Research results suggest that the myth that 'smoking makes you fat' may be true.



According to the New York Post on the 26th (local time), a research team from the University of Minnesota Medical School in the United States published a study result that smoking cessation can lead to weight gain in the latest issue of the international scientific journal 'Drug and Alcohol Dependence'.



The researchers explained that it could make smokers prefer foods high in fat and sugar to fill the emptiness caused by quitting smoking.



The researchers analyzed that the opioid system, a brain function that controls addiction and appetite control, may have these effects in smokers with nicotine withdrawal.



Mustafa Al Absi, professor of family medicine and biobehavioral health at the University of Minnesota, who led the study, said, "We found out whether acute nicotine withdrawal increases the intake of junk food high in salt, fat, and sugar and how stress-relieving receptors in the opioid system work. "Educating patients to understand their eating habits and make healthier decisions will help them quit smoking."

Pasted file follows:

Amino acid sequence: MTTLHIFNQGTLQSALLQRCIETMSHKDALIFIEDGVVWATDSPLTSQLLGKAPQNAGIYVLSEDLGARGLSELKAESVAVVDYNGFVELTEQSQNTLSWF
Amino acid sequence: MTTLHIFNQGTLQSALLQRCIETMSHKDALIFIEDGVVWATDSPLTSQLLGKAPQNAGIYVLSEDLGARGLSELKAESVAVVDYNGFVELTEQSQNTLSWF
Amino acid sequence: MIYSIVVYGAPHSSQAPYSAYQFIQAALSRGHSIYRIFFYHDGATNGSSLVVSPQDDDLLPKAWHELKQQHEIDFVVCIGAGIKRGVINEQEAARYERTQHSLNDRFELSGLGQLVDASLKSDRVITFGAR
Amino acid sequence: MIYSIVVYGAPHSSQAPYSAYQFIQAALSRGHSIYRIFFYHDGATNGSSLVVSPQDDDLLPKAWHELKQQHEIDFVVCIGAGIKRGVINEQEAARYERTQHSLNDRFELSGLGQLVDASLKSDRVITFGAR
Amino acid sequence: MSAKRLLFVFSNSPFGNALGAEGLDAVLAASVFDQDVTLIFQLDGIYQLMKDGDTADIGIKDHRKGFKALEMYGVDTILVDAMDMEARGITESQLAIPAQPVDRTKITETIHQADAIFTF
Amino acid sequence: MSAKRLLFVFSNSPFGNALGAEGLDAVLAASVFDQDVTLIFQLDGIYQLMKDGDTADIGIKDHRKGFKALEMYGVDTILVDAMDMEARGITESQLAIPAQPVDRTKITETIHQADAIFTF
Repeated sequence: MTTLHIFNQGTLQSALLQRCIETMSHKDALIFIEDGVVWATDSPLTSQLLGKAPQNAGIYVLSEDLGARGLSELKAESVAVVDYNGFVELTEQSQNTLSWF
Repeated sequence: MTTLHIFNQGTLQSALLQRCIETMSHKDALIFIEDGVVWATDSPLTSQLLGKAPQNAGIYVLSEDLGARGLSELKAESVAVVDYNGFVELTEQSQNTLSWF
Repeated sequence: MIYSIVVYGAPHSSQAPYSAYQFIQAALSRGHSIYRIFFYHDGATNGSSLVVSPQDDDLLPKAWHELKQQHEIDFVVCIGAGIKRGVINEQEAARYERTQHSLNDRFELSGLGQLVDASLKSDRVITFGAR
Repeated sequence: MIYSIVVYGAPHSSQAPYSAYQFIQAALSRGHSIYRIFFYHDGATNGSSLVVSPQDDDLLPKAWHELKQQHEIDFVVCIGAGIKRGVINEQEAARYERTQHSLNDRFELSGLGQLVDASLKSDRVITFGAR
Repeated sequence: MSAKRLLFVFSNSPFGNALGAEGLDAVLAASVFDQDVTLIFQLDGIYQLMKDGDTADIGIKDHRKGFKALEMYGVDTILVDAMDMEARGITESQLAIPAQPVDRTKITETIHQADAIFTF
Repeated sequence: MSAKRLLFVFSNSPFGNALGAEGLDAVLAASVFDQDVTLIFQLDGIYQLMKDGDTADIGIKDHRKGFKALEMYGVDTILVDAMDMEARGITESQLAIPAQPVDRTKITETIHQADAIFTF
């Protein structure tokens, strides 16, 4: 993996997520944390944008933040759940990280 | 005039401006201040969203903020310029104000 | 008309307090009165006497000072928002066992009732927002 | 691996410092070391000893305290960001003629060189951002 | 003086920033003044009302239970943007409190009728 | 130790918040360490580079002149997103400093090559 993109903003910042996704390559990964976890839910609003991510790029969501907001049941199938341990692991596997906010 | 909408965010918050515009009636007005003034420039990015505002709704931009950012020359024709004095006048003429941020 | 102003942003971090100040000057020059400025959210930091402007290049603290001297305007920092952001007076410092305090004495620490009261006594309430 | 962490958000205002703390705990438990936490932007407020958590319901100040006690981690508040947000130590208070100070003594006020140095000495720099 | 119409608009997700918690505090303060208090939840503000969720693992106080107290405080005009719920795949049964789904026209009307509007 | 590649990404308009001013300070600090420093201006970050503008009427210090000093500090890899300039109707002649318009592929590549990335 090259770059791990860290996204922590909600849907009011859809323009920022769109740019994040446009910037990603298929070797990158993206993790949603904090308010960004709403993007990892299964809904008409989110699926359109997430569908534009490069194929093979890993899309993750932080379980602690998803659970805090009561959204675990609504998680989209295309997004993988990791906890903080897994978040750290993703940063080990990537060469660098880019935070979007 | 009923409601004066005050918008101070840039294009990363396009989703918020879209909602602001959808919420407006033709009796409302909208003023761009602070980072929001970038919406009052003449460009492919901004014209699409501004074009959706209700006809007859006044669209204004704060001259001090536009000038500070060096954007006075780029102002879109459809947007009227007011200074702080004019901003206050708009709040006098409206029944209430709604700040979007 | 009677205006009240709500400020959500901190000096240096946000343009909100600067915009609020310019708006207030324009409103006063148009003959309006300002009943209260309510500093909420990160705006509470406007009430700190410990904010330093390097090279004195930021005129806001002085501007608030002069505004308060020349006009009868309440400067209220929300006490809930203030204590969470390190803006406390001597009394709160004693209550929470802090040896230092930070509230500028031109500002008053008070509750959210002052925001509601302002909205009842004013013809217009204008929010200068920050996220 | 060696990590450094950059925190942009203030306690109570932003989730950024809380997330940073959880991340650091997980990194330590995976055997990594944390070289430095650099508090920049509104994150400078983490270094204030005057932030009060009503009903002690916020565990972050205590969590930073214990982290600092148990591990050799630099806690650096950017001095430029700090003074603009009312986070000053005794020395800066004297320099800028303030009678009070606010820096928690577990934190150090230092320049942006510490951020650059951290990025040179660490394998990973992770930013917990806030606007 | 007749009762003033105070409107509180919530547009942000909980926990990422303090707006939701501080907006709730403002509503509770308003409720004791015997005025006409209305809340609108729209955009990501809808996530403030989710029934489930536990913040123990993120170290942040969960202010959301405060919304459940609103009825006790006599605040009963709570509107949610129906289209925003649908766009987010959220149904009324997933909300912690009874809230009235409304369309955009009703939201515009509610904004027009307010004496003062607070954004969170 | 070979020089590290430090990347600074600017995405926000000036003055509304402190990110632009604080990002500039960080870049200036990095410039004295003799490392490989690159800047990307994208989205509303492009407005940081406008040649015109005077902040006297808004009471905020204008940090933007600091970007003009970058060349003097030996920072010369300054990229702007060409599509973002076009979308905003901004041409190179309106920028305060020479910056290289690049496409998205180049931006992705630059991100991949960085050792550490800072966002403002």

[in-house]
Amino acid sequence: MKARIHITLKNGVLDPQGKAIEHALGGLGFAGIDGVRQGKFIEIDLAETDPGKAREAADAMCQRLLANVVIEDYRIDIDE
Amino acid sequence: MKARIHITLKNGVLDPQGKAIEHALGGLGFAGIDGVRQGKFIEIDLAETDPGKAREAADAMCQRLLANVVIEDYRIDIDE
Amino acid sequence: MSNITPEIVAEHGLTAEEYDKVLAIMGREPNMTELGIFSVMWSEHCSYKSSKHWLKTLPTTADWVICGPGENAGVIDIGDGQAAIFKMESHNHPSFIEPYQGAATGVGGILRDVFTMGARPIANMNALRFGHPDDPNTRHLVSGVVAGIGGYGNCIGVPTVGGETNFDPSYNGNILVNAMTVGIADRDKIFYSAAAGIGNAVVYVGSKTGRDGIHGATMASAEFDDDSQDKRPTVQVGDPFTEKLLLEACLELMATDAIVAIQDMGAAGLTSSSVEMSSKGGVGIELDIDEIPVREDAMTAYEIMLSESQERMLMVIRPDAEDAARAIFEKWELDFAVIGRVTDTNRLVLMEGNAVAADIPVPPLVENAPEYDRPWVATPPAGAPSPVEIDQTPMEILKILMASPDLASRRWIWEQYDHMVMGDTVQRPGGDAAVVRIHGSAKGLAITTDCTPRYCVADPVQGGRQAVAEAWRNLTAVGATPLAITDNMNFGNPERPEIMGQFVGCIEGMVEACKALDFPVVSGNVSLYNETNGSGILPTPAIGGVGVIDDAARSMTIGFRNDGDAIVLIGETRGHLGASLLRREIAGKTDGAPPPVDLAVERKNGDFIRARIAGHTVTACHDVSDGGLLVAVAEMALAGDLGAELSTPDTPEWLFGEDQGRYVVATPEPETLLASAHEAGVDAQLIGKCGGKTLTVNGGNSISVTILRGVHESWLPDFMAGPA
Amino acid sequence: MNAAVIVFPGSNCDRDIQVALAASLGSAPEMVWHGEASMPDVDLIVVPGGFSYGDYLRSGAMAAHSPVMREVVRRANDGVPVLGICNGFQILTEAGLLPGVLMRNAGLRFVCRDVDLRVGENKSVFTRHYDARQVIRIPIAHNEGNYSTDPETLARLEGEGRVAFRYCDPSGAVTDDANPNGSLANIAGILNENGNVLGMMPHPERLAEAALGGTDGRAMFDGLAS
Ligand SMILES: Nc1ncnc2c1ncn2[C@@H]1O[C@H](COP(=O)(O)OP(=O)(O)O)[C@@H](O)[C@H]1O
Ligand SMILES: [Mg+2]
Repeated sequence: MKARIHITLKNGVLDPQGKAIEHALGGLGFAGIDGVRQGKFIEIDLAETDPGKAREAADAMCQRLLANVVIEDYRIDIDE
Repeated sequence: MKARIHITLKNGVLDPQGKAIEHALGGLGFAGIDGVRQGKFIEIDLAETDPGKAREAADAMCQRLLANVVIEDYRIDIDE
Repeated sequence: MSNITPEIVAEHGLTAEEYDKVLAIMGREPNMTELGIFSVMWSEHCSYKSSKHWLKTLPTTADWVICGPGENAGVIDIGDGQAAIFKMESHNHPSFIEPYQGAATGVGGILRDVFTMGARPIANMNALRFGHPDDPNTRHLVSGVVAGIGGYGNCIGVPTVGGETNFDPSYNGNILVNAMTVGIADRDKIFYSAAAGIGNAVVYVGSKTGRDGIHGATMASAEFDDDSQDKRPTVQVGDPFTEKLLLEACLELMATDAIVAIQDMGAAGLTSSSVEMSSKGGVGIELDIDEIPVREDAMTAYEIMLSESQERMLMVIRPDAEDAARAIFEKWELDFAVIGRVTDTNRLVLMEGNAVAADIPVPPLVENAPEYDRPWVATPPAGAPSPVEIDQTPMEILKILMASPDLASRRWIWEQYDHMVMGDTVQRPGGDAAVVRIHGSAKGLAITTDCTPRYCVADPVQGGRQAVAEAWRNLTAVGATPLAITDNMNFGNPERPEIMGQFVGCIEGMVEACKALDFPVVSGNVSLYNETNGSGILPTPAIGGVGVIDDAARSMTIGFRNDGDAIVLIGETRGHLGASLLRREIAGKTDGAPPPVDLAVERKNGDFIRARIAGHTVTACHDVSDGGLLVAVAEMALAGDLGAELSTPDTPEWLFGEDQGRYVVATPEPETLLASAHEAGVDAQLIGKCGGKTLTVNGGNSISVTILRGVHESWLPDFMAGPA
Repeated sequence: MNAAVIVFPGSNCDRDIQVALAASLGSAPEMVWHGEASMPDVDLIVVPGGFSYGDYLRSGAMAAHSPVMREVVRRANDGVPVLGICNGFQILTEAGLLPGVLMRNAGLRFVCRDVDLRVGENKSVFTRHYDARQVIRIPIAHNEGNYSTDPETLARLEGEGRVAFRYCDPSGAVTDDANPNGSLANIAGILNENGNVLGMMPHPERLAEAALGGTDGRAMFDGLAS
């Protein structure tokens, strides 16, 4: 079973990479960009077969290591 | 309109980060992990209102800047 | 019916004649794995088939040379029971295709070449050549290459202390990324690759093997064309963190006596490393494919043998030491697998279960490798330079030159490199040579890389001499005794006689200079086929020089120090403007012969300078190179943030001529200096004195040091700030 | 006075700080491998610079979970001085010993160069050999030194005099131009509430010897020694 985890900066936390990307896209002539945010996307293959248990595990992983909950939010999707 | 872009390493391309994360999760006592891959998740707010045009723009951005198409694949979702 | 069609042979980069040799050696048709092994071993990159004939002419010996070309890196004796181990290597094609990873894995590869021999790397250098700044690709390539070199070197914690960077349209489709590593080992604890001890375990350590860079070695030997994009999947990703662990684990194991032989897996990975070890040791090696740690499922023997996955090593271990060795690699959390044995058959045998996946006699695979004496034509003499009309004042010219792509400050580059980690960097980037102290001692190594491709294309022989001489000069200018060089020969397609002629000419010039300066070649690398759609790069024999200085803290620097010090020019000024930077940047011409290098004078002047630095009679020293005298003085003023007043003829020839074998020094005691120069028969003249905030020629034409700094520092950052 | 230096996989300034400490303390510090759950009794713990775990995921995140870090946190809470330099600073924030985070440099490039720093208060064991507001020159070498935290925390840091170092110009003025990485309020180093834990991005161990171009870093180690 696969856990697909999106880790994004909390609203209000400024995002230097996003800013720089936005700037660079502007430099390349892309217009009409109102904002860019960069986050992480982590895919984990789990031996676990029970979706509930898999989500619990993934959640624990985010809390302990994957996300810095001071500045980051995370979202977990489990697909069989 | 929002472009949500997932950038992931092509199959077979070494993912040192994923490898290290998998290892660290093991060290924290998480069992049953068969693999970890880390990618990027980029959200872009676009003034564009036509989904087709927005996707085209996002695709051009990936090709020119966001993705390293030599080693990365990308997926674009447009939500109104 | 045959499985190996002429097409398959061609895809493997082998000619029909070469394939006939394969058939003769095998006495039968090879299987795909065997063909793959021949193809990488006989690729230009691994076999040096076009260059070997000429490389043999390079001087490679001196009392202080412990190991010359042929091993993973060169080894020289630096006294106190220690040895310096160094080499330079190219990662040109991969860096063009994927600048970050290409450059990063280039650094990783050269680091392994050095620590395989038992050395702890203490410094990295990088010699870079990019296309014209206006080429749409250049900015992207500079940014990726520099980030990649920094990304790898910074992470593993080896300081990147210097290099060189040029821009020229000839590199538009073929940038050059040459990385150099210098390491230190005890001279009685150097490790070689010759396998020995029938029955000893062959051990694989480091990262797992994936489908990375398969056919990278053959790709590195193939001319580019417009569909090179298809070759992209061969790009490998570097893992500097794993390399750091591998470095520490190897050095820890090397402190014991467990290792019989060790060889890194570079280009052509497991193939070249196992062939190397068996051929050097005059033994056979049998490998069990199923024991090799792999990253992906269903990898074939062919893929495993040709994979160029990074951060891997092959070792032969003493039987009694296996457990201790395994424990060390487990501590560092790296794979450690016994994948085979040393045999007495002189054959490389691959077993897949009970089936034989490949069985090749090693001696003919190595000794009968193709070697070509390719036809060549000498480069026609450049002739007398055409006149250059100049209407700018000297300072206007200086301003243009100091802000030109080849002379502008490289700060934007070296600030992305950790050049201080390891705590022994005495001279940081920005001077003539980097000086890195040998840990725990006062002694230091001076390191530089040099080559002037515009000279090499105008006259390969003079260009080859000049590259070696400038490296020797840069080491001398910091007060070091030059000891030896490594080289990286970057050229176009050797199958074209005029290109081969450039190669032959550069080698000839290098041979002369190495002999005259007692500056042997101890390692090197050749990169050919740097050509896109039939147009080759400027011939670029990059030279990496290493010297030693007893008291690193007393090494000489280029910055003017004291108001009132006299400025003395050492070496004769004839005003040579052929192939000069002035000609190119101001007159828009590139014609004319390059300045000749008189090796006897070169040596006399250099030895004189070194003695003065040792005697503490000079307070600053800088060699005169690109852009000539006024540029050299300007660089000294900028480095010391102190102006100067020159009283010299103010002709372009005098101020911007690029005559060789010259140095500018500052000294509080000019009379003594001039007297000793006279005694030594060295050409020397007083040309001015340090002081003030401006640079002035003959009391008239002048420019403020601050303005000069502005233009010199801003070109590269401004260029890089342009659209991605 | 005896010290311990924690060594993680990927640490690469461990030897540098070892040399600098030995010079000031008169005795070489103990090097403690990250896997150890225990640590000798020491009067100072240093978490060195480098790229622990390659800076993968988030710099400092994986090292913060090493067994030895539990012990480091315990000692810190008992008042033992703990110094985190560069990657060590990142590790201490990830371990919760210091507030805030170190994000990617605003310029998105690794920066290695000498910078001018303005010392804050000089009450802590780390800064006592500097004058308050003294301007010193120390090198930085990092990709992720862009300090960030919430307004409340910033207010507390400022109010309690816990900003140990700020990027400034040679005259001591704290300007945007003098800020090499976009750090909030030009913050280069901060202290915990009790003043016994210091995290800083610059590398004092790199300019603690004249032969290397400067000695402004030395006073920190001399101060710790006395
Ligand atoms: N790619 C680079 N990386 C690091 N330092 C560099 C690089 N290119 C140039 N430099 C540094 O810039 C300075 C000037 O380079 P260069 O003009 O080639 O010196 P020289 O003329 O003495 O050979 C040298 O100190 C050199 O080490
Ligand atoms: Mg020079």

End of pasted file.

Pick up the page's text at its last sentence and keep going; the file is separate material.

The study was conducted on smokers and non-smokers aged 19 to 75 years.



All subjects stopped using nicotine for 24 hours, and some were given naltrexone used to treat addiction patients.



Then, the subjects were given a variety of snacks with differences in high-calorie and low-calorie, salty, sweet, and fat levels and observed.



The results showed that people suffering from nicotine withdrawal ate a higher-calorie diet, and those taking naltrexone had a significantly lower preference for high-calorie foods.



Professor Al Absi said: "Study results show that people are associated with eating foods, especially high-calorie foods, to cope with the negative emotions and pain people experience while quitting smoking. It increases the desire to eat."

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